In a speech this summer, Preston called it “absolutely reprehensible” that so many lawmakers were “fighting to stall progress, especially when they know so many families are in trouble because they didn’t understand the terms of their mortgage.”
Today, Preston struck a more conciliatory note, saying that HUD hopes changes to the final rule “will convince our industry partners and those in Congress that we have approached this rule-making process in a thoughtful manner.”
But HUD’s changes appeared to be mostly minor. HUD dropped a proposed requirement that settlement agents read a “closing script” that takes borrowers through their settlement statement to make sure it jibes with the good faith estimate, or GFE. Industry opponents said reading the script would be costly, time consuming and impractical.
Instead of a closing script, HUD has created a new page on the HUD-1 settlement statement that’s intended to help consumers compare their final loan terms and closing costs to the GFE themselves.
The GFE has been reduced from four pages to three, and each designated line on the final HUD-1 will now include a reference to the relevant line from the GFE.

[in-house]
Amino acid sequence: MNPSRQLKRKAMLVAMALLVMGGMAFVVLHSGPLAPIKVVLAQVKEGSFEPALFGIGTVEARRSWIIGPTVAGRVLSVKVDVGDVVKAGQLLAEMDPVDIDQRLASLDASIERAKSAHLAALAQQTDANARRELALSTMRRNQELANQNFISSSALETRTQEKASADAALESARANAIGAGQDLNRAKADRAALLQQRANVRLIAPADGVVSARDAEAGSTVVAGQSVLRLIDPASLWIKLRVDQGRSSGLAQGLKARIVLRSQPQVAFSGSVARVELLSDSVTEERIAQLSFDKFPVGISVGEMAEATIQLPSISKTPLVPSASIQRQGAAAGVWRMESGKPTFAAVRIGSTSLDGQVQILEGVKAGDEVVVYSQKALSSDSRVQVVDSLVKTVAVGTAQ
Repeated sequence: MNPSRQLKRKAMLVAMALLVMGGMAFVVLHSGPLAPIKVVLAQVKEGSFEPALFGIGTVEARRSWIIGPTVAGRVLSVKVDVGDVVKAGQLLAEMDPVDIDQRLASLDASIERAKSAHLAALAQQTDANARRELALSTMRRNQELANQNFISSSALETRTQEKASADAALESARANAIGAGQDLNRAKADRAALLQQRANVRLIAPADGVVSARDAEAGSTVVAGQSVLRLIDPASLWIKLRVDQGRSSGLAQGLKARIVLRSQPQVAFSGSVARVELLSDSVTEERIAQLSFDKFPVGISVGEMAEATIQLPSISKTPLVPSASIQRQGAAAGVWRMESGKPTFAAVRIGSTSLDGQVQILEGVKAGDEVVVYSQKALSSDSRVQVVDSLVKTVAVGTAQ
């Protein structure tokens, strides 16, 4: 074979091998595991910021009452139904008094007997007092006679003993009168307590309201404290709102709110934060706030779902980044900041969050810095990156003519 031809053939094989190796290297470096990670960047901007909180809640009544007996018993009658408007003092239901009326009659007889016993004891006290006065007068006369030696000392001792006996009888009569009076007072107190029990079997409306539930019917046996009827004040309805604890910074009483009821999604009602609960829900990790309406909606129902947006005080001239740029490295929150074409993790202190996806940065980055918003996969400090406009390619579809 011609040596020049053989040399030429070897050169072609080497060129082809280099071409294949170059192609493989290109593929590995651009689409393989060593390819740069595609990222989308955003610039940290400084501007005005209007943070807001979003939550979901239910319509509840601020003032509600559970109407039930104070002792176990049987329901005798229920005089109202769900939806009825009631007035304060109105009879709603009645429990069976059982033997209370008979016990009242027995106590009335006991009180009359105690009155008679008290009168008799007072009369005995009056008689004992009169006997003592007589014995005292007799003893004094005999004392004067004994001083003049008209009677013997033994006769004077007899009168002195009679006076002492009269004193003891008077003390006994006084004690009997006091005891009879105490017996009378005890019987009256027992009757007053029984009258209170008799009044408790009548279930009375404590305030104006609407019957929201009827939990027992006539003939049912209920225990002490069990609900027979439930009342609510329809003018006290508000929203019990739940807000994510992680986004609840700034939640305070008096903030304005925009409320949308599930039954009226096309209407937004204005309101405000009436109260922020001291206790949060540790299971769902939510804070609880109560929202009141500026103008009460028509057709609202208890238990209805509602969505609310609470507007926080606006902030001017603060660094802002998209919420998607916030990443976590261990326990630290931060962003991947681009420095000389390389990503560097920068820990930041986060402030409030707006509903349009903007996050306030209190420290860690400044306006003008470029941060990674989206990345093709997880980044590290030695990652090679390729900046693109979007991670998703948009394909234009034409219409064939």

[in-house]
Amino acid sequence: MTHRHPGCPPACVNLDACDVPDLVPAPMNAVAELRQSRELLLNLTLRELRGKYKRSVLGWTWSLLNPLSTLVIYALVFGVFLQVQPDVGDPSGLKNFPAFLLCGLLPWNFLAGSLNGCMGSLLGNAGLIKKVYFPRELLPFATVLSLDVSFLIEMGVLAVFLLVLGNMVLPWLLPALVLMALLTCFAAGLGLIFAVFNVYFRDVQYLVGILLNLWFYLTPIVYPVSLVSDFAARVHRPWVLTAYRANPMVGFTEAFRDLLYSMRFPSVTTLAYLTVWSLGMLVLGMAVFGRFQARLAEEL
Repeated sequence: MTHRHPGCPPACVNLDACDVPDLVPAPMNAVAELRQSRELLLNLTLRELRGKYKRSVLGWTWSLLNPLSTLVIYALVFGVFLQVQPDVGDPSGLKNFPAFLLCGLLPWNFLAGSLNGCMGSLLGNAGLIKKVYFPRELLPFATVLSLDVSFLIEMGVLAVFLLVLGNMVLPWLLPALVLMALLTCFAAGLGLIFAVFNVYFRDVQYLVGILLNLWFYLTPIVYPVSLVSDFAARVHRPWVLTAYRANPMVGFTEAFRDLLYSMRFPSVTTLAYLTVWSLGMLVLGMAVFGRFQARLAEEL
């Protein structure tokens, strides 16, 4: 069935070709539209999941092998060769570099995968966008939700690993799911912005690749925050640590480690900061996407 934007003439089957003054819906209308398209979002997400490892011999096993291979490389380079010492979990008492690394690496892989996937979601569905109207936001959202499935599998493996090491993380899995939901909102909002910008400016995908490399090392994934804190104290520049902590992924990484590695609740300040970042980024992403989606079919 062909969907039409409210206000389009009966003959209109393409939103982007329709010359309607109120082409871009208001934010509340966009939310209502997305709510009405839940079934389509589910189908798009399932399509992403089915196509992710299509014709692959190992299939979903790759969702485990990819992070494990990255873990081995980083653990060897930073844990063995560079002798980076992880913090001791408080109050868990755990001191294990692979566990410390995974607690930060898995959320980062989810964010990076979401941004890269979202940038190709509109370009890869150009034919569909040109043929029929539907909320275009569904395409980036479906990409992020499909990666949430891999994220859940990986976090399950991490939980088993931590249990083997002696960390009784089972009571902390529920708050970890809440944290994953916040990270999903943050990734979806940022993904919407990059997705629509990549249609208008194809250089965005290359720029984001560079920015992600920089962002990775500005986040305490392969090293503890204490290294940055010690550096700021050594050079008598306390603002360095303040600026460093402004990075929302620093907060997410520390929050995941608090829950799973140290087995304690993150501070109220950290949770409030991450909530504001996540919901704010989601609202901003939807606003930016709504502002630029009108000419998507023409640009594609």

HUD had not released the text of the final proposed rule when it announced its imminent publication, but promised that it would be posted later today. Having not seen the actual language of the rule, industry groups were guarded in their comments.
“I think those are good things, they represent movement in the right direction,” said Ed Miller, ALTA’s chief counsel and vice president of public policy, of the changes HUD officials revealed at a press conference. “The script was not workable. It didn’t take into the effect of laws and regulations at the state level, and we are happy HUD was responsive to our complaints.”
But while those changes address some industry concerns, it’s unclear if HUD has left in place some or all of the packaging incentives that could have a big impact on settlement services providers.
It’s believed that HUD has removed provisions allowing volume discounts from the final rule. If that’s the case, the change, taken in conjunction with a 30-day right to cure fees that exceed tolerances, “could mitigate a lot of the problems” with tolerances, Miller said.
If lenders lowball estimates of fees for settlement services simply to win business, settlement service providers shouldn’t be held responsible, Miller said.
“Most industry groups had concerns about tolerances and volume discounts put together,” Miller said.
HUD and the Federal Reserve also remain on a path that will lead to the federal government requiring two sets of different — and in some ways incompatible — loan disclosure forms: one for RESPA, and one for TILA.